Use a Matrix of variables to take control of the negotiating agenda
You’re almost ready to present your offer and analyze his. Lets look at how we can influence his choices by the way we package our opening offer.Now that all of your variables have been prioritized and scoped out by optimistic Like to Achieve, realistic Intermediate, and rock bottom Need It or No Way, you can start to bundle them together in ways that help your interests.
If you give someone a choice between Yes or No, he’ll often chose NO. But if you give them a choice between Package A and Package B, Yellow and Blue, Monday or Thursday — they’ll usually take B, Blue, and Thursday.
This is also a great tool for aligning teams and making sure your objectives are staying true to your goals — and that no dangerous assumptions are sneaking into the process. Do your limits still make sense? Any missing variables? Are some highly-valued positions not looking as important any more?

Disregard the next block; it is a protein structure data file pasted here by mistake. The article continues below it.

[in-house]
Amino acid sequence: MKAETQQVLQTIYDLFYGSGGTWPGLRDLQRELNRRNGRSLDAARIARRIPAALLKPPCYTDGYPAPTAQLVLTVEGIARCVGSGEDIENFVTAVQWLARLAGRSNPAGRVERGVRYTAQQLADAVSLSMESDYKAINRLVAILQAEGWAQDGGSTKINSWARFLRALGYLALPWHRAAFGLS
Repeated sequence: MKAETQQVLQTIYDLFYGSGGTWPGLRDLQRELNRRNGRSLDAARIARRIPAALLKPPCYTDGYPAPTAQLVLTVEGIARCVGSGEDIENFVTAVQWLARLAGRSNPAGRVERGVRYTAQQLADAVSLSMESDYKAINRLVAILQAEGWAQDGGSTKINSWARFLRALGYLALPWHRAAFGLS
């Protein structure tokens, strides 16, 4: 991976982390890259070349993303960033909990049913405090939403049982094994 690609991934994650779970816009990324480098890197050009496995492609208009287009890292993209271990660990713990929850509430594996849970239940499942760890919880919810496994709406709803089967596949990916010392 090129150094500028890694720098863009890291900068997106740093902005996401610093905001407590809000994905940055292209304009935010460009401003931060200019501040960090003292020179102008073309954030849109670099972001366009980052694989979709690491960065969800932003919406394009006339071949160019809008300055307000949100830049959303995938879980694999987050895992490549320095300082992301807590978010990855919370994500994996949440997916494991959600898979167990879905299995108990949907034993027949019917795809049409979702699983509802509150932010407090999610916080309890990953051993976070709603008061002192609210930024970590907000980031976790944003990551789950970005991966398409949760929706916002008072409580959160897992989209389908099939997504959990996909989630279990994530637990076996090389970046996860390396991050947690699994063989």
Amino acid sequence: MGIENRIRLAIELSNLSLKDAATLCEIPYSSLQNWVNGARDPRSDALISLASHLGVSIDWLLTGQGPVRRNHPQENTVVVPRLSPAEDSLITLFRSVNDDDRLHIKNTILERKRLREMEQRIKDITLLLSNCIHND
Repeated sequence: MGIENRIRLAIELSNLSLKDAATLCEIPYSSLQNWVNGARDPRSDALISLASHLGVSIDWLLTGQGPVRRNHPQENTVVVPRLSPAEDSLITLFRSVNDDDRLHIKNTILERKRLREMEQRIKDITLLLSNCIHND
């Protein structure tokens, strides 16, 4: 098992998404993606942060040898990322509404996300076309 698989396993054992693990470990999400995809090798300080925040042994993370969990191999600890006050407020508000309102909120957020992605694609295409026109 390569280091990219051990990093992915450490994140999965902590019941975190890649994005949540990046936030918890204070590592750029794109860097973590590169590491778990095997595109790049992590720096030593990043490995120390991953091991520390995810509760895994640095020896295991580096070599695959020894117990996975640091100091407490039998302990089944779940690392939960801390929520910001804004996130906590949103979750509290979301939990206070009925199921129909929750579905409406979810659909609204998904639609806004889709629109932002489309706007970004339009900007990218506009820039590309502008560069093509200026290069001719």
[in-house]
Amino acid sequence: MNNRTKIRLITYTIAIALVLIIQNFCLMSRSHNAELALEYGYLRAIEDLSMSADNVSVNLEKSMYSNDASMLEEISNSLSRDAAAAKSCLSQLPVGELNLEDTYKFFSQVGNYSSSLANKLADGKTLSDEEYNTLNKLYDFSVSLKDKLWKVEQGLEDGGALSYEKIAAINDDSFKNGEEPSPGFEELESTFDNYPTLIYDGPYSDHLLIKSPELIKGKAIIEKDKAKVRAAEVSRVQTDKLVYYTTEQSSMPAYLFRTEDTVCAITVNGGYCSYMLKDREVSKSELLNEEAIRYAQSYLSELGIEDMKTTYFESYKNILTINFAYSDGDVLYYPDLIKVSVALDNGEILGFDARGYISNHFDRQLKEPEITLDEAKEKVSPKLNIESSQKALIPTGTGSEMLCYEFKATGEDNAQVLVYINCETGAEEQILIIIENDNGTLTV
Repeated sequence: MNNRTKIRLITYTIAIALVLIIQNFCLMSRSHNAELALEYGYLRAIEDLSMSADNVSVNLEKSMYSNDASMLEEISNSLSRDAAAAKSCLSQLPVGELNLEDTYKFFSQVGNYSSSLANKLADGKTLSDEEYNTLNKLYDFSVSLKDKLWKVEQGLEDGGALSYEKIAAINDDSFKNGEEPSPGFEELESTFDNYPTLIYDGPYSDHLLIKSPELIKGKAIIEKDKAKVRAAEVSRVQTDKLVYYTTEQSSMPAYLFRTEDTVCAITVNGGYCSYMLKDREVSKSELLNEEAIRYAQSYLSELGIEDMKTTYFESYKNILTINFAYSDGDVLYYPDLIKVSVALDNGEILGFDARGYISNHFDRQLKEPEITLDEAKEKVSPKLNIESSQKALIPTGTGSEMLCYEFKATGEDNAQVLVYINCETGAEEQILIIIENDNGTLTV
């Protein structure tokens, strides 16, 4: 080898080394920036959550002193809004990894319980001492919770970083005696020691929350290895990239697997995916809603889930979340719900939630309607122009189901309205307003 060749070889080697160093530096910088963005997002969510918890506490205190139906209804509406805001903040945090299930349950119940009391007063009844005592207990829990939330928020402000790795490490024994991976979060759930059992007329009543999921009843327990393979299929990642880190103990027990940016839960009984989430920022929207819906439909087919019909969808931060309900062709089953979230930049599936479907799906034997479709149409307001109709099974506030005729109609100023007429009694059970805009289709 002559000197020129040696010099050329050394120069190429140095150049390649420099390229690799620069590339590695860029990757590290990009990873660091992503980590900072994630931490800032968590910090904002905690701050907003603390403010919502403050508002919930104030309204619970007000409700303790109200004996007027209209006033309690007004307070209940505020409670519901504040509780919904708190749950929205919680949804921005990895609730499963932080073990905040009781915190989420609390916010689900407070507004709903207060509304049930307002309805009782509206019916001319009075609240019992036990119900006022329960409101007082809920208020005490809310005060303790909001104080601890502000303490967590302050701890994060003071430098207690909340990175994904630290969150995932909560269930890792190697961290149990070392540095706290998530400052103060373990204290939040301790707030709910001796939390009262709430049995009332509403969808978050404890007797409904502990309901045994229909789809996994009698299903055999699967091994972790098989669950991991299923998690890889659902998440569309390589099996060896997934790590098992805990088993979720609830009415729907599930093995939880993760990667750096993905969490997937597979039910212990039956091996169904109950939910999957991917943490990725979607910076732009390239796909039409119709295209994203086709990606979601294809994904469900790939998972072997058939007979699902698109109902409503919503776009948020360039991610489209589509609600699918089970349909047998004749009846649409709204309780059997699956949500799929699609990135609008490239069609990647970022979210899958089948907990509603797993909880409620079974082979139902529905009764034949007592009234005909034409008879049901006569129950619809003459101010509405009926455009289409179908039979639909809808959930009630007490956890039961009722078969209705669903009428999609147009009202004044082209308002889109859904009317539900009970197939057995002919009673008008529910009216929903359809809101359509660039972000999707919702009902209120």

“I have great news. You can choose Plan A or Plan B. Both are equal to me.”
Sales pitch version:
If you can pay for a big order now and wait for it, I can give you a price break. If you want flexibility, we can’t do a discount.
What if they want the best of both?
If they are in a strong position and demand the best of both offers — the low price from one offer and better service levels and terms from the other offer — you are still in pretty good shape. You are still well above your N position — and what’s more you have “anchored” the negotiation in two important ways.
First, you have set the agenda by determining which variables you’ll be negotiations — and if you have done your job on the intermediate benchmark than you are all using the standards of value that you prepared for.
Second, you have established the price range. By offering two prices — one that is extremely favorable to you, and the other a bit of a compromise if he is willing to make some kind of concession.
The packages-of-equal-value opening is great for competitive, hard-driving negotiators who want to take control — but also good for less aggressive, more consensus-oriented people who find it easier to offer a choice than an ultimatum.